Grammys could have #MeToo moment but industry has far to go

Singer Kesha's anticipated performance as a salute to the Time's Up and MeToo movements could draw more attention to the industry's massive imbalance of power.

Kesha performing against MeToo backdrop as some guests expected to wear white roses in support of equality

Singer Kesha will perform Praying, a song about redemption, against the backdrop of the MeToo and Time's Up movements at the Grammy Awards on Sunday. (Frazer Harrison/Getty Images)

Pop star Kesha, who continues to battle a high-profile defamation suit launched in 2014 by music producer Dr. Luke after she accused him of sexual and physical abuse, will perform Praying at Sunday's Grammy Awards as a salute to the MeToo movement.

"It felt like an emotional, raw victory for myself, one step closer to healing," she posted in a tweet Saturday about co-writing the song, which focuses on a tormentor's redemption.

White roses in solidarity

It's not the only moment at the annual awards show expected to highlight the growing movement by women to expose abusers.

A group within the music industry, calling themselves Voices in Entertainment, is asking guests to wear white roses in solidarity with Time's Up, which was formed by hundreds of Hollywood women and includes a legal fund for those battling sexual harassment in the workplace.

Earlier this month, men and women dressed in black at the Golden Globe Awards to support the cause. Many also wore Time's Up pins.

From left to right, actors Reese Witherspoon, Eva Longoria, Salma Hayek, and Ashley Judd were among the many men and women at the Golden Globe Awards Jan. 7 wearing black as a protest against sexual harassment. (Frazer Harrison/Getty Images)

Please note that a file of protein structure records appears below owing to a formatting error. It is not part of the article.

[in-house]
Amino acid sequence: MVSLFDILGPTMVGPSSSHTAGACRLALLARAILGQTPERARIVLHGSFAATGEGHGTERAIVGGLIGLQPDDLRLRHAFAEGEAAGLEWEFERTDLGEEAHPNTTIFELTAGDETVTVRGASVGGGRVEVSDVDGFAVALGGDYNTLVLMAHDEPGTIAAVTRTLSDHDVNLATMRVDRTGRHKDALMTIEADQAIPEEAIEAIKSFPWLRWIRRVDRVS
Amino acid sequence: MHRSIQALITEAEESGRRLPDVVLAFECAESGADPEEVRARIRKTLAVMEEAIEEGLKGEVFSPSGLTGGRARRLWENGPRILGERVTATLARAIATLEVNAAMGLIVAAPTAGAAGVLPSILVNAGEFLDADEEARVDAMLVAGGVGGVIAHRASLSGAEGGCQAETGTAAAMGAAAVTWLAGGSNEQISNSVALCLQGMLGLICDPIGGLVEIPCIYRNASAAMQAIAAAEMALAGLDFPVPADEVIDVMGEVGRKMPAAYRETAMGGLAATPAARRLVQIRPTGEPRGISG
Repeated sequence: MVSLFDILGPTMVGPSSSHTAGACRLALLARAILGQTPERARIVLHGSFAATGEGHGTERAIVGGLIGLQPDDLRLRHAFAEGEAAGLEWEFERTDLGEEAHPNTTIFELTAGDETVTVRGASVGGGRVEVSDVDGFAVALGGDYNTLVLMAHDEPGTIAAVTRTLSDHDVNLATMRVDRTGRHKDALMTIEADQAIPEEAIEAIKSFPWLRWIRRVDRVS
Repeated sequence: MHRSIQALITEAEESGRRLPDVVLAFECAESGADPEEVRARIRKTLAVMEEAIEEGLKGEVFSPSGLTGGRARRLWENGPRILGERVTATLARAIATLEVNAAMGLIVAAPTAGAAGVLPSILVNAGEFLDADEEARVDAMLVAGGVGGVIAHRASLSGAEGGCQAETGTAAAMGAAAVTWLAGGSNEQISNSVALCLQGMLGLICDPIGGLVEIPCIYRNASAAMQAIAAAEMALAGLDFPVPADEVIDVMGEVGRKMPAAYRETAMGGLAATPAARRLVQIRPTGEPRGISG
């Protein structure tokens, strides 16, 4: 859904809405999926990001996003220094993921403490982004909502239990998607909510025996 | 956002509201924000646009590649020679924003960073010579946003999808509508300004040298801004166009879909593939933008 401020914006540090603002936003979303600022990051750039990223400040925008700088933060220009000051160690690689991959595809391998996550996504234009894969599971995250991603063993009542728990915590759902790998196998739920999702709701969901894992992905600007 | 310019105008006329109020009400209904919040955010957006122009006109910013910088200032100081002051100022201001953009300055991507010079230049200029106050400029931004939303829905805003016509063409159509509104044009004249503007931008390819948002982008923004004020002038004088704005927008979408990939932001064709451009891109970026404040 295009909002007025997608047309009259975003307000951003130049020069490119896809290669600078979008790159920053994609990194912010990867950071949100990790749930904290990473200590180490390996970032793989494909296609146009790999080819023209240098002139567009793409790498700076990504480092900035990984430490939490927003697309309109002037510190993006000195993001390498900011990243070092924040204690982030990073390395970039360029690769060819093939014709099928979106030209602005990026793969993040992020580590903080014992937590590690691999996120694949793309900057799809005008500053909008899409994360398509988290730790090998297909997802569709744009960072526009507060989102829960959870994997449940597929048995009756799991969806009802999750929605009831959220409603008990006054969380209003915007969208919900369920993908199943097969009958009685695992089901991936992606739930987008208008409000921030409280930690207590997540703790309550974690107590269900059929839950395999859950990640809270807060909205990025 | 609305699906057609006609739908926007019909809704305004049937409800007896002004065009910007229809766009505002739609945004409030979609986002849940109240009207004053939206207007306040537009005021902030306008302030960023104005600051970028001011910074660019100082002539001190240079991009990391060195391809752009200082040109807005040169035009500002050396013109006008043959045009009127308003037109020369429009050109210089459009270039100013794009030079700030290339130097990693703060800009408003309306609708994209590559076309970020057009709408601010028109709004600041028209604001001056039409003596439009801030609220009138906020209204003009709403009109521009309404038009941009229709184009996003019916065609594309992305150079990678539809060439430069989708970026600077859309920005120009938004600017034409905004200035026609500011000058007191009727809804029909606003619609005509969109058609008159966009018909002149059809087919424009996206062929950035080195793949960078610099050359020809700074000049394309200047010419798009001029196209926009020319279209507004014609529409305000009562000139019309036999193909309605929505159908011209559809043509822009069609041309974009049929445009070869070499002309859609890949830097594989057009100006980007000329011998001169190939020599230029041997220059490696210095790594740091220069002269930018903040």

Numbers don't lie

But the music industry is fighting its own demons when it comes to imbalances of power, according to a study released by the University of Southern California's Annenberg Inclusion Initiative.

Researchers looked at 600 popular songs based on Billboard charts between 2012-2017. They found the artists attached to the tracks were overwhelmingly male — 22 per cent were women.

The number dropped even further for key roles behind the scenes, with 12 per cent of women being songwriters and only two per cent being producers.

Rihanna, who will perform at this year's Grammy Awards, Nicky Minaj and Taylor Swift are cited in the USC study as some of the top females with songwriting credits in a field dominated by men. (The Associated Press)

'Epidemic of invisibility'

"These findings suggest that female producers face an epidemic of invisibility when it comes to working in the top leadership positions inside the recording industry," director Stacy L. Smith and board chair Leah Fischman said in the report.

These findings suggest that female producers face an epidemic of invisibility when it comes to working in the top leadership positions inside the recording industry- USC's Annenberg Inclusion Initiative

When it comes to the Grammys, they found that between 2013 and 2018, less than 10 per cent of all nominees have been women.

The category for record of the year — the biggest award of the night — is being held up as a sign of progress. There's an an acknowledgement of hip hop's importance with nods to Jay-Z and Kendrick Lamar, and every nominee is a person of colour. Still, every nominee is also male.

The 60th annual Grammy Awards will be broadcast live from New York at 7:30 p.m. ET. In addition to Kesha, it will feature performances from Bruno Mars, Lady Gaga, Cardi B, Luis Fonsi and Daddy Yankee as well as Canadian Alessia Cara alongside Khalid and Logic.